In defense of Iago in Othello, why does Iago do what he does? What are his motives?

In defense of Iago in Othello, why does Iago do what he does? What are his motives?

Expert Answers

An illustration of the letter 'A' in a speech bubbles

Despite Iago famously being accused by the poet Coleridge of "motiveless malignancy," in other words, of simply acting out of spite, we do get some idea of what is irking Iago.

Iago is clearly a very intelligent person. He can think ahead, plan, and organize. His great advantage over other people in the play is that he is always two or three steps ahead of them. He is a master strategist and sticks doggedly to his plans. We may hate how he uses this talent, but we must admit he has it, along with self-discipline.

Nevertheless, he is overlooked when it comes to promotions in the military. Othello is promoted over him, and Othello promotes Cassio over him. It would be annoying and painful for any person to have to constantly watch people you consider less talented get promoted just because, apparently, they have better interpersonal skills.

The depths of Iago's anger and hatred go far beyond what has been done to him by the characters we meet in the play, suggesting that he has repeatedly been denied what he feels is his due, to the point it has poisoned and embittered his soul. He lashes out in the only way he knows, which is by underhandedly manipulating people so that they too have to experience the anguish, pain, and disappointment that has warped him.

This does not excuse Iago's evil, but it does help explain it.

Approved by eNotes Editorial Team
An illustration of the letter 'A' in a speech bubbles

There may not be a justifiable defense of Iago's actions. Iago creates havoc mainly to create havoc. There is not valid reason. Iago is purely evil and likes to toss evil like a hand grenade in the lives of people around him.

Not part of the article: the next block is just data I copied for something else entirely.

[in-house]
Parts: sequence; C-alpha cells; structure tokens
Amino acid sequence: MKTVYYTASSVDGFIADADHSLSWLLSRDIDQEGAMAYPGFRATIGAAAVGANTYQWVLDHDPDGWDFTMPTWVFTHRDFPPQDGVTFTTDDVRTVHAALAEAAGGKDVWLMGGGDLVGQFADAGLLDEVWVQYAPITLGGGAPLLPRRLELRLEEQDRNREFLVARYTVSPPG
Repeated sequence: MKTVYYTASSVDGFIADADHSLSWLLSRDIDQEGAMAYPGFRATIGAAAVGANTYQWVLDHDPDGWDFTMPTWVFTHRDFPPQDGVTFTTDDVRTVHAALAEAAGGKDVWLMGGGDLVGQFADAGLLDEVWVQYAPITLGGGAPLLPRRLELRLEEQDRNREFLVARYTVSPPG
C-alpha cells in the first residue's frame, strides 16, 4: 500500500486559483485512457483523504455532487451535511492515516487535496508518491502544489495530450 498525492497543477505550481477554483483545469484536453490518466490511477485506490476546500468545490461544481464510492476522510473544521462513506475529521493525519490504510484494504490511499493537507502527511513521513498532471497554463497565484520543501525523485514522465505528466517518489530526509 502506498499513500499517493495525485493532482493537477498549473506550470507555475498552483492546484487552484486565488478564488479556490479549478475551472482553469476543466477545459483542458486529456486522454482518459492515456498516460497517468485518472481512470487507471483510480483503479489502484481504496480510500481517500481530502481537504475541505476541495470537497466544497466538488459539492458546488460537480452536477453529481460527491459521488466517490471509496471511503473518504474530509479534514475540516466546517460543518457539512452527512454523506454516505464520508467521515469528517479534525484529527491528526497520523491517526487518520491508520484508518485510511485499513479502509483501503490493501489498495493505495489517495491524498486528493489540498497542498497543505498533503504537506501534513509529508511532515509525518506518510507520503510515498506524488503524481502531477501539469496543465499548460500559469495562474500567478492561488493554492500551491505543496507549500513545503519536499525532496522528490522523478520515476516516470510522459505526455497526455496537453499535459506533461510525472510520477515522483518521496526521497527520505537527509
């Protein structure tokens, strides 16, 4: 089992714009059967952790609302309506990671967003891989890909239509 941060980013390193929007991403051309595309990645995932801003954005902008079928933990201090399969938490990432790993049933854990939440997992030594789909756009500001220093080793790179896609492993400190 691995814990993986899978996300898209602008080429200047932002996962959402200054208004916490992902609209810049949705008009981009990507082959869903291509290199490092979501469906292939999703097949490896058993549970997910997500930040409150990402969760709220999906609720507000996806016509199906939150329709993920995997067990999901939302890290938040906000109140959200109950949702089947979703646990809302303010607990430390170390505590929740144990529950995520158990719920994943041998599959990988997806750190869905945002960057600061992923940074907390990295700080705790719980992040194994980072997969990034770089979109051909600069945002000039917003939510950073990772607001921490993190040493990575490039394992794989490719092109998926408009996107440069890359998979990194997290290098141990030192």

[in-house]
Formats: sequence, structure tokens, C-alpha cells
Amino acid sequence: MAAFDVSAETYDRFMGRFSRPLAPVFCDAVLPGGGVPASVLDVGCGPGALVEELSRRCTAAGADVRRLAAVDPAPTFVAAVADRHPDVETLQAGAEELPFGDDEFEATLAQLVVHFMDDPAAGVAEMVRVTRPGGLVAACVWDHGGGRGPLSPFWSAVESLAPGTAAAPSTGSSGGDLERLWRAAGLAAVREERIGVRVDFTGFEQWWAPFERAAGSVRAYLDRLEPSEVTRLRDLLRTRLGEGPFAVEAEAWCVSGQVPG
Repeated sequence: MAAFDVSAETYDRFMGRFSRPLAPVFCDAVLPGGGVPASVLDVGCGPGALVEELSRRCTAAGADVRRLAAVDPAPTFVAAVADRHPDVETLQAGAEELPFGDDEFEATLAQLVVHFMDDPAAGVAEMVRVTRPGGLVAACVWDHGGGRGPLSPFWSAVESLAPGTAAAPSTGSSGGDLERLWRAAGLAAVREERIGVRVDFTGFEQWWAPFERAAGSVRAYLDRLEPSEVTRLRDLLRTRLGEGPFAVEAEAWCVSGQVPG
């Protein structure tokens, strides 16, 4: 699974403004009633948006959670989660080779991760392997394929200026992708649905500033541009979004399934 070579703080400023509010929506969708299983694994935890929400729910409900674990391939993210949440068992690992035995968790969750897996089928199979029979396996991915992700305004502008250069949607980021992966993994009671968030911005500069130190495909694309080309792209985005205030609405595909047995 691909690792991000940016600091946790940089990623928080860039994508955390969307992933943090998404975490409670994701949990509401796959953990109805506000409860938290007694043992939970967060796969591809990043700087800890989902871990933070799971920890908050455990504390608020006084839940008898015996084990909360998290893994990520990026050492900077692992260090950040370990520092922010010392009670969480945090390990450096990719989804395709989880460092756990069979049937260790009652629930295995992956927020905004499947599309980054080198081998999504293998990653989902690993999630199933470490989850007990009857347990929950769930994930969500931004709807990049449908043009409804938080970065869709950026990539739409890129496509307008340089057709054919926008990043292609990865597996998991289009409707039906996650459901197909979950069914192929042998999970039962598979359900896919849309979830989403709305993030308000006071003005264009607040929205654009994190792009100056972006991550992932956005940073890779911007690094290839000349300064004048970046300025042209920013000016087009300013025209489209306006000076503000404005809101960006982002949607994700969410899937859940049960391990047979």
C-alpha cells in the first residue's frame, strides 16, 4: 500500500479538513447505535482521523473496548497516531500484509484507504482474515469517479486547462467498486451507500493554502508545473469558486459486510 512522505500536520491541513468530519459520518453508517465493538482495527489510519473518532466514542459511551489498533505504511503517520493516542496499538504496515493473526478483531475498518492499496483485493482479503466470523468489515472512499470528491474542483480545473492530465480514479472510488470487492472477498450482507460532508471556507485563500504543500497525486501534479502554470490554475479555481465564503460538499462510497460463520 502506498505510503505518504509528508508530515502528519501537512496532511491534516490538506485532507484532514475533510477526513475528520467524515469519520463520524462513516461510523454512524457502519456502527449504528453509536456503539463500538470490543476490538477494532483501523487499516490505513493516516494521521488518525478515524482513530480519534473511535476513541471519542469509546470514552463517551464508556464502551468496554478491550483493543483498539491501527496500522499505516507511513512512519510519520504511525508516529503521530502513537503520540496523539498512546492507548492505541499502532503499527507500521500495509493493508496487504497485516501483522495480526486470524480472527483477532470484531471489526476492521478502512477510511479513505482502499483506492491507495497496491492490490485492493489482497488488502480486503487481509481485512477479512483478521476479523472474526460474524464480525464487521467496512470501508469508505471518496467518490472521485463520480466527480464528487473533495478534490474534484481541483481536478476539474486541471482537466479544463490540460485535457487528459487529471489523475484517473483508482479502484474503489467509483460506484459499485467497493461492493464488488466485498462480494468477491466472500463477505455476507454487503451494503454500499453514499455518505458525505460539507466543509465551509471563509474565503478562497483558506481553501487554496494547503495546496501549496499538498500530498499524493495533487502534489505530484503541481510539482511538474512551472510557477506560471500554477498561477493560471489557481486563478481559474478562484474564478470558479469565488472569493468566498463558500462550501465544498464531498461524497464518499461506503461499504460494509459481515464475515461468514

Iago's stated reasons are based on rumor or supposed slight. There is not sold foundation to these that would give creedance to the need to seek revenge. First of all is the rumor of his wife Emelia's infidelity with Othello, something that has no merit beyond idle gossip about an outsider (Othello). Yet Iago is angered, not so much by the intended slight to his wife's honor, but to his own. By being the subject of such a rumor (and being cheated on by one's wife usually brought blame upon the husband for being "insufficient"), it is Iago's reputation that is damage. Iago would rather his wife be secretly unfaithful than for her to be falsely accused publicly.

In reference to Othello, Iago is upset that he has been passed over for promotion by someone whom he considers to be a lesser man. He believes that his experience alone should make him more worthy than Cassio to be Othello's lieutenant. Though not stated explicitly, it is possible that Othello sense in Iago some character flaws that would not make him a good leader of men (as indeed there are).  To Iago, character is less important that one's actions, whether or not they are nobly performed. To Iago, these two public slights are justification enough to ruined the lives of as many people as possible.

Throughout the play, Iago's over-confidence prevents him from seeing even the possibility that he may be discovered. It is only when he is exposed at last by Emelia that he realizes that his reputation is completely gone, and so he kills Emelia himself, having effectively destroyed the lives of Othello and Roderigo.

To the end he refuses to speak, to even justify himself in his own defense.

See eNotes Ad-Free

Start your 48-hour free trial to get access to more than 30,000 additional guides and more than 350,000 Homework Help questions answered by our experts.

Get 48 Hours Free Access
Approved by eNotes Editorial Team